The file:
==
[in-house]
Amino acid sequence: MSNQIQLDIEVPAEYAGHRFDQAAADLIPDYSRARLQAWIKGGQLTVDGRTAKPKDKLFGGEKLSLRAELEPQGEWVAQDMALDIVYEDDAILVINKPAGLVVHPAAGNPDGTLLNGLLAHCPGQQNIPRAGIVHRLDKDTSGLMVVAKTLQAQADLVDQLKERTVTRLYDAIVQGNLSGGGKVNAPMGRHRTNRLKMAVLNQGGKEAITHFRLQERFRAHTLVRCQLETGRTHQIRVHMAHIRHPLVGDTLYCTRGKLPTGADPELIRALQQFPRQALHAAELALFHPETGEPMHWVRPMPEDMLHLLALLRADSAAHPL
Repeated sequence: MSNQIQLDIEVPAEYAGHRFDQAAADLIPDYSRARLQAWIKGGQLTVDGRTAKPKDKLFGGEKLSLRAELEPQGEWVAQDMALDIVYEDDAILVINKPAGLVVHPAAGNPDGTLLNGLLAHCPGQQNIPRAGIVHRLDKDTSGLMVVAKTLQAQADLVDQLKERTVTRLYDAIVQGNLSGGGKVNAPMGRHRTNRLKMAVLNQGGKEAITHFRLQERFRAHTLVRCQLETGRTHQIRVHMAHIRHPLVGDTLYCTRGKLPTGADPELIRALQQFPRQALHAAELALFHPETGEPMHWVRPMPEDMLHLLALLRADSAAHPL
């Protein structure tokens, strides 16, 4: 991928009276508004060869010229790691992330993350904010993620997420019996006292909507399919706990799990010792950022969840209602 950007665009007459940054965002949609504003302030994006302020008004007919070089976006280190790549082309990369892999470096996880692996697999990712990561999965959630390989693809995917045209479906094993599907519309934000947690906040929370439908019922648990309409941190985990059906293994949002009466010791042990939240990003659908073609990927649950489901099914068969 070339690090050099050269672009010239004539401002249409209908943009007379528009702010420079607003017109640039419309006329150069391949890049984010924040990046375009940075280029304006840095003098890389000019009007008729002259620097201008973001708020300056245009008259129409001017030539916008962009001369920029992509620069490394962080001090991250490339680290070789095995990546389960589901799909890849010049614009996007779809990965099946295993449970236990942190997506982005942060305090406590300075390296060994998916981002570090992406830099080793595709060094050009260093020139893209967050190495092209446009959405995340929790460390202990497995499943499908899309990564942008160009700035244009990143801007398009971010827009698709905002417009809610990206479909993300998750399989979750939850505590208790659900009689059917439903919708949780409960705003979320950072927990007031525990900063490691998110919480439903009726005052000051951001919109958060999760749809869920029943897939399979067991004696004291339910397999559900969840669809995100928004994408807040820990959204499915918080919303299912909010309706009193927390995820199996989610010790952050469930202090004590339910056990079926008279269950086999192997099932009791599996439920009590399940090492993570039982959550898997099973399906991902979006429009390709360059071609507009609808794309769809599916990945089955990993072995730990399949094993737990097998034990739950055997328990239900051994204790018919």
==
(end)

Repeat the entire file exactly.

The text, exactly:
[in-house]
Amino acid sequence: MSNQIQLDIEVPAEYAGHRFDQAAADLIPDYSRARLQAWIKGGQLTVDGRTAKPKDKLFGGEKLSLRAELEPQGEWVAQDMALDIVYEDDAILVINKPAGLVVHPAAGNPDGTLLNGLLAHCPGQQNIPRAGIVHRLDKDTSGLMVVAKTLQAQADLVDQLKERTVTRLYDAIVQGNLSGGGKVNAPMGRHRTNRLKMAVLNQGGKEAITHFRLQERFRAHTLVRCQLETGRTHQIRVHMAHIRHPLVGDTLYCTRGKLPTGADPELIRALQQFPRQALHAAELALFHPETGEPMHWVRPMPEDMLHLLALLRADSAAHPL
Repeated sequence: MSNQIQLDIEVPAEYAGHRFDQAAADLIPDYSRARLQAWIKGGQLTVDGRTAKPKDKLFGGEKLSLRAELEPQGEWVAQDMALDIVYEDDAILVINKPAGLVVHPAAGNPDGTLLNGLLAHCPGQQNIPRAGIVHRLDKDTSGLMVVAKTLQAQADLVDQLKERTVTRLYDAIVQGNLSGGGKVNAPMGRHRTNRLKMAVLNQGGKEAITHFRLQERFRAHTLVRCQLETGRTHQIRVHMAHIRHPLVGDTLYCTRGKLPTGADPELIRALQQFPRQALHAAELALFHPETGEPMHWVRPMPEDMLHLLALLRADSAAHPL
């Protein structure tokens, strides 16, 4: 991928009276508004060869010229790691992330993350904010993620997420019996006292909507399919706990799990010792950022969840209602 950007665009007459940054965002949609504003302030994006302020008004007919070089976006280190790549082309990369892999470096996880692996697999990712990561999965959630390989693809995917045209479906094993599907519309934000947690906040929370439908019922648990309409941190985990059906293994949002009466010791042990939240990003659908073609990927649950489901099914068969 070339690090050099050269672009010239004539401002249409209908943009007379528009702010420079607003017109640039419309006329150069391949890049984010924040990046375009940075280029304006840095003098890389000019009007008729002259620097201008973001708020300056245009008259129409001017030539916008962009001369920029992509620069490394962080001090991250490339680290070789095995990546389960589901799909890849010049614009996007779809990965099946295993449970236990942190997506982005942060305090406590300075390296060994998916981002570090992406830099080793595709060094050009260093020139893209967050190495092209446009959405995340929790460390202990497995499943499908899309990564942008160009700035244009990143801007398009971010827009698709905002417009809610990206479909993300998750399989979750939850505590208790659900009689059917439903919708949780409960705003979320950072927990007031525990900063490691998110919480439903009726005052000051951001919109958060999760749809869920029943897939399979067991004696004291339910397999559900969840669809995100928004994408807040820990959204499915918080919303299912909010309706009193927390995820199996989610010790952050469930202090004590339910056990079926008279269950086999192997099932009791599996439920009590399940090492993570039982959550898997099973399906991902979006429009390709360059071609507009609808794309769809599916990945089955990993072995730990399949094993737990097998034990739950055997328990239900051994204790018919």